4. Reporting Measures

Vessel Monitoring System (VMS) Requirements

This final rule implements VMS reporting requirements for vessels fishing with pelagic longline gear and issued an Atlantic Tunas Longline category permit. It also requires vessels fishing with purse seine gear and issued an Atlantic Tunas Purse Seine category permit to install VMS and report through VMS to support the inseason monitoring of the pelagic longline and purse seine fisheries, as proposed. Additional detail is provided in this final rule to explain application of the requirements to the Purse Seine category, in response to public comment asking for clarification and because of the need for additional administrative detail.

Purse Seine Vessels

Vessels with an Atlantic Tunas Purse Seine category permit must have an approved Enhanced Mobile Transmitting Unit (E-MTU) VMS unit installed by a qualified marine electrician to fish for Atlantic tunas with purse seine gear. Vessels must follow the procedures for installation and activation provided by NMFS and submit to NMFS the completed checklist and compliance certification statement. The VMS unit must submit automatic position reports every hour, 24 hours a day, unless a valid power down exemption has been granted by NMFS law enforcement. Owners of purse seine vessels may request a documented power down exemption from NMFS law enforcement if the vessel will not be fishing for an extended period of time. The request must describe the reason an exemption is being requested; the location of the vessel during the time an exemption is sought; the exact time period for which an exemption is needed; and sufficient information to determine that a power down exemption is appropriate. Prior to departing on a trip vessels that intend to fish for Atlantic tunas with purse seine gear must declare through E-MTU VMS their intent to fish with such gear and note their HMS target species), by submitting a “Highly Migratory Species Trip Declaration Form” (`hail out'). If a vessel operator is aware that transmission of automatic position reports has been interrupted, or is notified by NMFS that such reports are not being received, the vessel operatory must contact NMFS and follow the instructions given. After a fishing trip during which interruption of automatic position reports has occurred, the vessel's owner or operator must have a qualified marine electrician replace or repair the VMS unit prior to the vessel's next trip. Finally, as a condition of obtaining an HMS limited access permit, the vessel owners or operators must allow NMFS, the United States Coast Guard (USCG), or their designees access to the vessel's position data.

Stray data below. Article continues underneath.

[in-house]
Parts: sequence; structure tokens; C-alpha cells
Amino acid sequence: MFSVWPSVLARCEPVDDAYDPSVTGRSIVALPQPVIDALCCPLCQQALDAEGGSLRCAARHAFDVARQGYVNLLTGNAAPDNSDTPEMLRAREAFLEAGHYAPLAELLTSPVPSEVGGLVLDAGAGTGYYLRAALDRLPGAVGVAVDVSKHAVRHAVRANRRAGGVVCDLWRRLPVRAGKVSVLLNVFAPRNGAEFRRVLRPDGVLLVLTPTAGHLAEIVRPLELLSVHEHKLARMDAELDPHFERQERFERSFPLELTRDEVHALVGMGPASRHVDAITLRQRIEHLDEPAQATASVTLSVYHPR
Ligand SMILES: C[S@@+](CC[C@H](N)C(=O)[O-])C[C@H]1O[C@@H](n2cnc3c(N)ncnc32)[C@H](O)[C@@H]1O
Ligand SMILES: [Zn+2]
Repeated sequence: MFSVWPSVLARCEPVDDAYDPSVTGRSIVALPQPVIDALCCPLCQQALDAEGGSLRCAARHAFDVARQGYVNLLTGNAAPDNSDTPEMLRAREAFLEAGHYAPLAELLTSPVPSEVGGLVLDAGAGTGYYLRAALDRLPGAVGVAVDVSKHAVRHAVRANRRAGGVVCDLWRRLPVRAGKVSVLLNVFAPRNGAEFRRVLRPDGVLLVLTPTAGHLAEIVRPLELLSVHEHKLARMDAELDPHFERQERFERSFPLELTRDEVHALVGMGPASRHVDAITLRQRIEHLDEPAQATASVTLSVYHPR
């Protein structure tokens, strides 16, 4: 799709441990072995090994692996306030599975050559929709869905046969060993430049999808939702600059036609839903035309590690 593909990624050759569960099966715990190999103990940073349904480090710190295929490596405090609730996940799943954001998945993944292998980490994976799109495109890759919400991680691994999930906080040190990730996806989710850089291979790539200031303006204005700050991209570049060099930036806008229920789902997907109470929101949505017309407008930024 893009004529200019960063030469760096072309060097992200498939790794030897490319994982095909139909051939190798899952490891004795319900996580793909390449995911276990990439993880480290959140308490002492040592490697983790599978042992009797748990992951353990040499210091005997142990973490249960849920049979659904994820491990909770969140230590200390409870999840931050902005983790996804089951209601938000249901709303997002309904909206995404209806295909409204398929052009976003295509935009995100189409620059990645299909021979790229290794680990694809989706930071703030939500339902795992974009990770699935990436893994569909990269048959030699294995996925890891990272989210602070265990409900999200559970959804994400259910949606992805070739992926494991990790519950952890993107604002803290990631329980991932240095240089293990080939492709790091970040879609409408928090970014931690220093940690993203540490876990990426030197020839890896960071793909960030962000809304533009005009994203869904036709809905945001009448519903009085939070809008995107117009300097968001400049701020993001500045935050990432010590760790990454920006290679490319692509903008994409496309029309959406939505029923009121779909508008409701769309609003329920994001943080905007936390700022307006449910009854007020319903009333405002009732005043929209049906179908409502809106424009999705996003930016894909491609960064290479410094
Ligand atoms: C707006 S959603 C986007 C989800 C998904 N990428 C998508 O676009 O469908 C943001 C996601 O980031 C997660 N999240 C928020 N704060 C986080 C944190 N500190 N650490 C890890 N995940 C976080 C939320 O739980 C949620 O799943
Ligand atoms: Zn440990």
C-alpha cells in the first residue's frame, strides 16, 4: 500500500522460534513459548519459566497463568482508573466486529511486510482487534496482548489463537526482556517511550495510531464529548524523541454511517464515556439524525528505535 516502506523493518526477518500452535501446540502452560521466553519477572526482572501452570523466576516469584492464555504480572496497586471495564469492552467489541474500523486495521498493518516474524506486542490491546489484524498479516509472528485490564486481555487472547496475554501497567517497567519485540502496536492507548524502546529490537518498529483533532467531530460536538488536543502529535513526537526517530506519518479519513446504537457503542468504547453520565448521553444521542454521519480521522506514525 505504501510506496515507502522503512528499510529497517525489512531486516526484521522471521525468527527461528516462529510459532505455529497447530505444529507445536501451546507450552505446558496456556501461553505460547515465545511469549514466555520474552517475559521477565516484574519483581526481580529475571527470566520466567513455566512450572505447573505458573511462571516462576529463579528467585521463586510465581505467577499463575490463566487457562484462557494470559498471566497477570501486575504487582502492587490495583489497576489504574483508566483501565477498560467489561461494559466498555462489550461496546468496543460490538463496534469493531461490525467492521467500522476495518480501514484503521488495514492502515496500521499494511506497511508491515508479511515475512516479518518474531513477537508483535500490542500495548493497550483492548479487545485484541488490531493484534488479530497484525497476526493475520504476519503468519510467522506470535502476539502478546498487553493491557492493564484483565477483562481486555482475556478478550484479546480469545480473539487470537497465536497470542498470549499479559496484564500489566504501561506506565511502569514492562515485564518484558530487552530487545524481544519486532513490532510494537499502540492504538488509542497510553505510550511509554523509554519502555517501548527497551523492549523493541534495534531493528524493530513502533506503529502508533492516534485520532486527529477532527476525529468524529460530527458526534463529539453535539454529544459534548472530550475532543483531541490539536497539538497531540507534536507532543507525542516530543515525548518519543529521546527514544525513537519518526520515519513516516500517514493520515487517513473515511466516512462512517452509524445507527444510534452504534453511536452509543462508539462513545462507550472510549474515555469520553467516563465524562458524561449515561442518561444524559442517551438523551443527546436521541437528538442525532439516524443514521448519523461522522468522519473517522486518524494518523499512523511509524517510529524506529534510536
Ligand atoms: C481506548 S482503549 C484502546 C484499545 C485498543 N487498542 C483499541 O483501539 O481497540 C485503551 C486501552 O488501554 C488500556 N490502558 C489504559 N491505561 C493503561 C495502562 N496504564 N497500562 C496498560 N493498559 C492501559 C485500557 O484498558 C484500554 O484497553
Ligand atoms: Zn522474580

Vessels fishing for Atlantic tunas with purse seine gear must submit, through VMS, a “Highly Migratory Species Bluefin Tuna Catch Report” for each set. Specifically, such vessels must report the number of sets within 12 hours of the set; and report the length of all bluefin discarded dead or retained (by standardized size ranges) within 12 hours of completion of each the set (including reporting zero bluefin on a set). NMFS will provide vessel owners with instructions regarding the detailed methods of reporting such information using their VMS units. At least three hours prior to the end of a trip, the vessel operator must provide advanced notice of landing by submitted the “Highly Migratory Species Pre-Landing Notification Form” with information on the time and location of landing.

If a vessel operator decides not to fish for or retain HMS for two or more trips, the operator may choose to “declare out” of the fishery, according to instructions provided by NMFS, and not be subject to the HMS hail in/hail out requirements during trips for which they are declared out of the HMS fishery.

Vessels fishing with pelagic longline gear must report through VMS the number of hooks and sets within 12 hours of completion of each pelagic longline haul-backs and, for pelagic longline sets with bluefin tuna interactions, must report the length of all bluefin tuna retained or discarded dead (by standardized size ranges) within 12 hours of completion of the pelagic longline haul-back.

NMFS will make specific VMS reporting instructions available to the purse seine and pelagic longline fisheries to facilitate this reporting requirement.

Electronic Monitoring

The final rule adopts electronic monitoring requirements for all vessels issued an Atlantic Tunas Longline permit that fish with pelagic longline gear. This final rule requires all such vessels that are currently eligible to have a NMFS-approved contractor install a system and obtain certification of such installation. They must then properly maintain the video cameras and associated data recording and monitoring equipment, which will record all longline catch and relevant data regarding pelagic longline gear retrieval and deployment. NMFS will use the recorded data to verify the accuracy of counts and identification of bluefin tuna reported by the vessel owner/operator, as well as observers. Electronic monitoring will enable the collection of video images and fishing effort data that may be used in conjunction with other sources of information to estimate bluefin tuna dead discards, and may augment the ability of an observer to fulfill their duties by providing a record of catch during the time periods the observer may be unable to observe the catch directly.